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General Services Available with Veronica Tovar, DDS

Our comprehensive list of services cover all common dental needs. From routine cleanings to cavity fillings, we can help! Call us today for more information.

Oral Hygiene Care

oral hygiene careMaintaining good oral hygiene is one of the most important things you can do for your teeth and gums. Healthy teeth not only enable you to look and feel good, they make it possible to eat and speak properly. Good oral health is important to your overall well-being. Daily preventive care, including proper brushing and flossing, will help stop problems before they develop.

In between regular visits to the dentist, there are simple steps that each of us can take to greatly decrease the risk of developing tooth decay, gum disease, and other dental problems. These include:

  • Brush thoroughly twice a day and floss daily
  • Eat a balanced diet and limit snacks between meals
  • Use dental products which contain fluoride, including toothpaste
  • Rinse with a fluoride mouth rinse if advised to do so
  • Make sure children under 12 drink fluoridated water or take a fluoride supplement if they live in a non-fluoridated area
  • Visit your dentist regularly for professional cleanings and oral exams
  • Replace your toothbrush every 3-4 months

The following are indications of good oral hygiene:

  • Your teeth are clean and free of debris
  • Gums are pink and do not hurt or bleed when you brush or floss
  • Bad breath is not a constant problem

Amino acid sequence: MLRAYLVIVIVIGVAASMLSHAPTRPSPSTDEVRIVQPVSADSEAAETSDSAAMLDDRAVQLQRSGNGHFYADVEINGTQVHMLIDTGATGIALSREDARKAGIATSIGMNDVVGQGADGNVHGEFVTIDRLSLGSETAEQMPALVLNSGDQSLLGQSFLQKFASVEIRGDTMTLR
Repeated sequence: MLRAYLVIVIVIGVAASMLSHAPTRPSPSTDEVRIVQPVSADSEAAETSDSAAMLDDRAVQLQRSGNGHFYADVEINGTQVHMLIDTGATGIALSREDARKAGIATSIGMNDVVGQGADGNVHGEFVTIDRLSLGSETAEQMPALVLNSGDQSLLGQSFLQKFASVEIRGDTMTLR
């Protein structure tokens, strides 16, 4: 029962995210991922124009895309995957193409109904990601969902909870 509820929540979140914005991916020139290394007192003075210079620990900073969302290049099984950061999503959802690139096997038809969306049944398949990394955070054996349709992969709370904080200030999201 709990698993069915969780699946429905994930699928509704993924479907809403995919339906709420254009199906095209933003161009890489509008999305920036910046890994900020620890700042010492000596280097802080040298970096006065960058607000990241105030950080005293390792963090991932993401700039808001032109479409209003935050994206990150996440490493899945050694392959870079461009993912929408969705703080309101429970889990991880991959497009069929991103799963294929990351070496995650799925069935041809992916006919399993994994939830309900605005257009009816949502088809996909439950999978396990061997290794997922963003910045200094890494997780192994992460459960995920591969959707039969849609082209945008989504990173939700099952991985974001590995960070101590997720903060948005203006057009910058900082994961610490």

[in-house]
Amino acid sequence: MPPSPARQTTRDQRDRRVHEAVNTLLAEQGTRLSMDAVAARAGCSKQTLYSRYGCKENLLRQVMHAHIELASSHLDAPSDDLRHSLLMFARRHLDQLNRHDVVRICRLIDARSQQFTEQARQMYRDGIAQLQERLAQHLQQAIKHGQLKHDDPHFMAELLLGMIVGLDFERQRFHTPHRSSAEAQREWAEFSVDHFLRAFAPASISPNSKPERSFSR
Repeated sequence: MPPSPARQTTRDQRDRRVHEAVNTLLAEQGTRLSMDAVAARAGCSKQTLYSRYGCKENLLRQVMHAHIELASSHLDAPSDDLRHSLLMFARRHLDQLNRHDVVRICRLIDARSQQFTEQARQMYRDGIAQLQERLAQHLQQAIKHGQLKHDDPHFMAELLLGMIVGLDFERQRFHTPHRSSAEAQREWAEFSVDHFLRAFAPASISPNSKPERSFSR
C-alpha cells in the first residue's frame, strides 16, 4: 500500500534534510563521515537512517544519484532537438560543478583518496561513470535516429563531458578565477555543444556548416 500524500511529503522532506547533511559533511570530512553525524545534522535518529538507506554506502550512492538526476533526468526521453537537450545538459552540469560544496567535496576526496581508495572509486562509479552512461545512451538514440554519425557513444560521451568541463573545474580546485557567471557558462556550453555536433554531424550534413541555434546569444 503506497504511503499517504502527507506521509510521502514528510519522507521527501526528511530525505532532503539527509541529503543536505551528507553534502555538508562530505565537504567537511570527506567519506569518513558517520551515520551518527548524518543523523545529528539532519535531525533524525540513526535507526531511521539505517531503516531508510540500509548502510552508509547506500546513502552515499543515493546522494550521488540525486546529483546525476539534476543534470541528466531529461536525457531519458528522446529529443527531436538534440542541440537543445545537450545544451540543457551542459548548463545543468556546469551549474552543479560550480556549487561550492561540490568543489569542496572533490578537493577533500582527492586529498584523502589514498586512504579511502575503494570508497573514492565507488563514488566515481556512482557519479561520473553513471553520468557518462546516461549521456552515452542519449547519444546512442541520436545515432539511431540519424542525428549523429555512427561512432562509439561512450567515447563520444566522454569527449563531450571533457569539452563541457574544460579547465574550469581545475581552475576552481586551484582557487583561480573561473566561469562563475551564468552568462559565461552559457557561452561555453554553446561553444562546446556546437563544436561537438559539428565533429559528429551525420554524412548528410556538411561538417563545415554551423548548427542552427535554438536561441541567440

Dental Cleaning

A dental cleaning is a professional cleaning you receive from a dentist or dental hygienist. Most dental cleanings take approximately 30 minutes. Cleanings should be performed every six months to prevent excessive plaque buildup. Plaque left untreated can lead to unhealthy gums and tooth decay. During your routine cleaning, we will remove excess plaque and polish your teeth.

Halitosis

halitosisHalitosis is a sophisticated word for “bad breath”. Depending on the cause, bad breath may strike on occasion or be a persistent condition. The most common cause of bad breath is bacteria. Because the mouth is moist and warm, it creates perfect conditions for the millions of bacteria that live in the mouth. In fact, approximately 80% of bad breath is caused by something in the mouth.

Some types of bad breath, such as “morning mouth,” are considered fairly normal and are not usually health concerns. However, persistent bad breath may be a sign of more serious problems with the gums and teeth.

Bad breath may be caused by the following:

  • Poor dental hygiene – poor oral hygiene can leave food particles to decay in the mouth
  • Infections in the mouth such as periodontal (gum) disease
  • Respiratory-tract infections such as throat infections, sinus infections, lung infections
  • External agents including foods such as garlic, onions, and coffee, as well as cigarettes and chewing tobacco
  • Dry mouth caused by salivary gland problems or by breathing through the mouth
  • Systemic illnesses such as diabetes, liver disease, kidney disease, lung disease, sinus disease, reflux disease and others